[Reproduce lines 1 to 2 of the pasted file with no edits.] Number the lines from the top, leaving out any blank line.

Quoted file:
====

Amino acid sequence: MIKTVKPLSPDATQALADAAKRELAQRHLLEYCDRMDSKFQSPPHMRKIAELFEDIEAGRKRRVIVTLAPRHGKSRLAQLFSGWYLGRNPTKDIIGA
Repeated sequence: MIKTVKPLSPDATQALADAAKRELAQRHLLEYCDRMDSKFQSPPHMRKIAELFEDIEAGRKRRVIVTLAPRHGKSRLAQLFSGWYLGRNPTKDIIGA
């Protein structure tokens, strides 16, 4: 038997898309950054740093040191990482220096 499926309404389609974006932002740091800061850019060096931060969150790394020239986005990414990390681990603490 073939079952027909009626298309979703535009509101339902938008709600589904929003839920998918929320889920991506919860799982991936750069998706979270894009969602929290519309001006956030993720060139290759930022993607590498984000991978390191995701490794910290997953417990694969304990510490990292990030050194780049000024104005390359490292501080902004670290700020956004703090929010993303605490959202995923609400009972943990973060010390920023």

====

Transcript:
Amino acid sequence: MIKTVKPLSPDATQALADAAKRELAQRHLLEYCDRMDSKFQSPPHMRKIAELFEDIEAGRKRRVIVTLAPRHGKSRLAQLFSGWYLGRNPTKDIIGA
Repeated sequence: MIKTVKPLSPDATQALADAAKRELAQRHLLEYCDRMDSKFQSPPHMRKIAELFEDIEAGRKRRVIVTLAPRHGKSRLAQLFSGWYLGRNPTKDIIGA